By Jason Zinoman for the New York Times image by Ryan Pfluger
Dec. 12, 2018
Ellen DeGeneres got sick of dancing, and really, can you blame her?
She has to be the only 60-year-old woman in America who is expected to dance with total strangers wherever she goes. “There’s been times someone wants a picture, and while I’m doing a selfie, they’re like: ‘You’re not dancing!,’” DeGeneres said in her office on the Warner Bros. lot in Burbank, Calif. “Of course I’m not dancing. I’m walking down the street.”
As she prepares to release her first comedy special in 15 years, DeGeneres is considering a much bigger change, retiring from the long-running hit show that bears her name. She’s been receiving conflicting advice from her wife, the actress Portia de Rossi, and from her older brother, Vance DeGeneres, a comedian, and has changed her mind more than once.
At a transitional moment in her remarkable career, DeGeneres agreed to sit for a rare series of interviews over two days. As much as anyone possibly could, she has taken on Oprah Winfrey’s mantle as the queen of inspirational daytime talk, providing an oasis of positivity and escapist comedy in a culture short on both. But with DeGeneres’s status as a sunny stalwart come certain burdens and constrictions, like the expectation to dance, which she finally stopped doing on her show two years ago, after some agonizing over how her audience would react.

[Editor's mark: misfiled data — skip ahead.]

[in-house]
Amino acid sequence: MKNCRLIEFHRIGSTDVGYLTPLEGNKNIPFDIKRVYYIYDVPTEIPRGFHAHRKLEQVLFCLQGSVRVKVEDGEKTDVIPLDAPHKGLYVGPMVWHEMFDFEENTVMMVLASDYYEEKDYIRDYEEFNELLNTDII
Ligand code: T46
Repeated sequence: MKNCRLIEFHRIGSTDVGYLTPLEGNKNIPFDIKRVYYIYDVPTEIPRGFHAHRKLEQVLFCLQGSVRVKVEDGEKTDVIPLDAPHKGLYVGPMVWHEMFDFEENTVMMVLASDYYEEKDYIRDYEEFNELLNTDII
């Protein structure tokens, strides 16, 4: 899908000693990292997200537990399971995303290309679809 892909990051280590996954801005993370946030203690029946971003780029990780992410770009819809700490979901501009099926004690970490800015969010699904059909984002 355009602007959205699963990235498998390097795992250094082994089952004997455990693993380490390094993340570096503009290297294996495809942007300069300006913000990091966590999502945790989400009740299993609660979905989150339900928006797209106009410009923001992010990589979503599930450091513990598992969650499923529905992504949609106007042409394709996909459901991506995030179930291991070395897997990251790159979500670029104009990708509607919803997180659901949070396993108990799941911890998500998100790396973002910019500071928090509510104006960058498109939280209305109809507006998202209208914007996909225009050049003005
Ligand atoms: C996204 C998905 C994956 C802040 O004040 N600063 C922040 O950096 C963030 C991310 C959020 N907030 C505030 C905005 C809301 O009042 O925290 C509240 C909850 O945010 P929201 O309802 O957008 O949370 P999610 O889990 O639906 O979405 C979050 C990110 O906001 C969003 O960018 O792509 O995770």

In person, she is more blunt, introspective and interesting than she is on the show, willing to express mild irritation that might seem off-key in front of a national audience. She’s also much more likely to explore dark corners of her psyche, regrets, second thoughts, anxieties that linger. And DeGeneres is appealingly open about the tensions in her career between providing a cultural safe space and delivering laughs, and says she has learned to care less about being liked.
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